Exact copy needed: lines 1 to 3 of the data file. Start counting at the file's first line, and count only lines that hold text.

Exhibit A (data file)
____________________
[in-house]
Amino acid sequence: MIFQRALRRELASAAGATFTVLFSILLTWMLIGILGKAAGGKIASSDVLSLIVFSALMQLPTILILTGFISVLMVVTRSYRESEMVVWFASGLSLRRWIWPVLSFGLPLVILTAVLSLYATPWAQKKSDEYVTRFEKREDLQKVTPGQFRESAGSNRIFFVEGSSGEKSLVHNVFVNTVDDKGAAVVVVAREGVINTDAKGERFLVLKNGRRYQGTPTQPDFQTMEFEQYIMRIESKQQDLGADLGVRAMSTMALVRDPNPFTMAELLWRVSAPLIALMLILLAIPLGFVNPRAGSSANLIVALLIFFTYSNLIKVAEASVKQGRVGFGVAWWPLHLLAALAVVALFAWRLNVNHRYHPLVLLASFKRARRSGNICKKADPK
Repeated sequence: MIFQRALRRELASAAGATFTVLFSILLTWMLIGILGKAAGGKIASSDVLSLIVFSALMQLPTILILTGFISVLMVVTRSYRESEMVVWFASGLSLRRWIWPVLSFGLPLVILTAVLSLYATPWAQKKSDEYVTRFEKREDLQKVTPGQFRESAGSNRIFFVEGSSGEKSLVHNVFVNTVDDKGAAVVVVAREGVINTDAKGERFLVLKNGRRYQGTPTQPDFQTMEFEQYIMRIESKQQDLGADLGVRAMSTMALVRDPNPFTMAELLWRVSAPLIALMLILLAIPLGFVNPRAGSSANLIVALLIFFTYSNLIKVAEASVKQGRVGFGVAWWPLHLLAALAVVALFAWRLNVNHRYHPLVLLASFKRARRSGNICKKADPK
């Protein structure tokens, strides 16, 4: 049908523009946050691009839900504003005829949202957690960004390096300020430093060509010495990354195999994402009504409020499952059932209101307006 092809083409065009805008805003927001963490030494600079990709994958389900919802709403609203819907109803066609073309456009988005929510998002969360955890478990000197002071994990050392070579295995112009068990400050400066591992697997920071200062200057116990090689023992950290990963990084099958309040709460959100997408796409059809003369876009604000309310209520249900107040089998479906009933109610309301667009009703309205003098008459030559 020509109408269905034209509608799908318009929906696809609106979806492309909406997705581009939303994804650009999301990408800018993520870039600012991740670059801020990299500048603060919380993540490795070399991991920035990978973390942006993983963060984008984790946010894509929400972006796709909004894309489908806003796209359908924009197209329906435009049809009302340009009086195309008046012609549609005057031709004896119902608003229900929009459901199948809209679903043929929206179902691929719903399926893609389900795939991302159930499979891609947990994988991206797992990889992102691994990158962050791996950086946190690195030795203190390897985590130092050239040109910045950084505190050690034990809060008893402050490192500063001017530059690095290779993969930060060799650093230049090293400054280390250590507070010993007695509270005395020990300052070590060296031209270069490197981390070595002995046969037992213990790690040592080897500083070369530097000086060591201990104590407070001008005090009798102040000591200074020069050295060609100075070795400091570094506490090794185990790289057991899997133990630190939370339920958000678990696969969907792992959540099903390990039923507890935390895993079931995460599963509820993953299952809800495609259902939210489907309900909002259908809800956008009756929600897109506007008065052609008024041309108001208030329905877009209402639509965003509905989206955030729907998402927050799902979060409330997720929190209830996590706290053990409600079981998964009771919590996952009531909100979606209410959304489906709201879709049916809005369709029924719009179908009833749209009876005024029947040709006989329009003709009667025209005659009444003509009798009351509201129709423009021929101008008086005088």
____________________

[in-house]
Amino acid sequence: MIFQRALRRELASAAGATFTVLFSILLTWMLIGILGKAAGGKIASSDVLSLIVFSALMQLPTILILTGFISVLMVVTRSYRESEMVVWFASGLSLRRWIWPVLSFGLPLVILTAVLSLYATPWAQKKSDEYVTRFEKREDLQKVTPGQFRESAGSNRIFFVEGSSGEKSLVHNVFVNTVDDKGAAVVVVAREGVINTDAKGERFLVLKNGRRYQGTPTQPDFQTMEFEQYIMRIESKQQDLGADLGVRAMSTMALVRDPNPFTMAELLWRVSAPLIALMLILLAIPLGFVNPRAGSSANLIVALLIFFTYSNLIKVAEASVKQGRVGFGVAWWPLHLLAALAVVALFAWRLNVNHRYHPLVLLASFKRARRSGNICKKADPK
Repeated sequence: MIFQRALRRELASAAGATFTVLFSILLTWMLIGILGKAAGGKIASSDVLSLIVFSALMQLPTILILTGFISVLMVVTRSYRESEMVVWFASGLSLRRWIWPVLSFGLPLVILTAVLSLYATPWAQKKSDEYVTRFEKREDLQKVTPGQFRESAGSNRIFFVEGSSGEKSLVHNVFVNTVDDKGAAVVVVAREGVINTDAKGERFLVLKNGRRYQGTPTQPDFQTMEFEQYIMRIESKQQDLGADLGVRAMSTMALVRDPNPFTMAELLWRVSAPLIALMLILLAIPLGFVNPRAGSSANLIVALLIFFTYSNLIKVAEASVKQGRVGFGVAWWPLHLLAALAVVALFAWRLNVNHRYHPLVLLASFKRARRSGNICKKADPK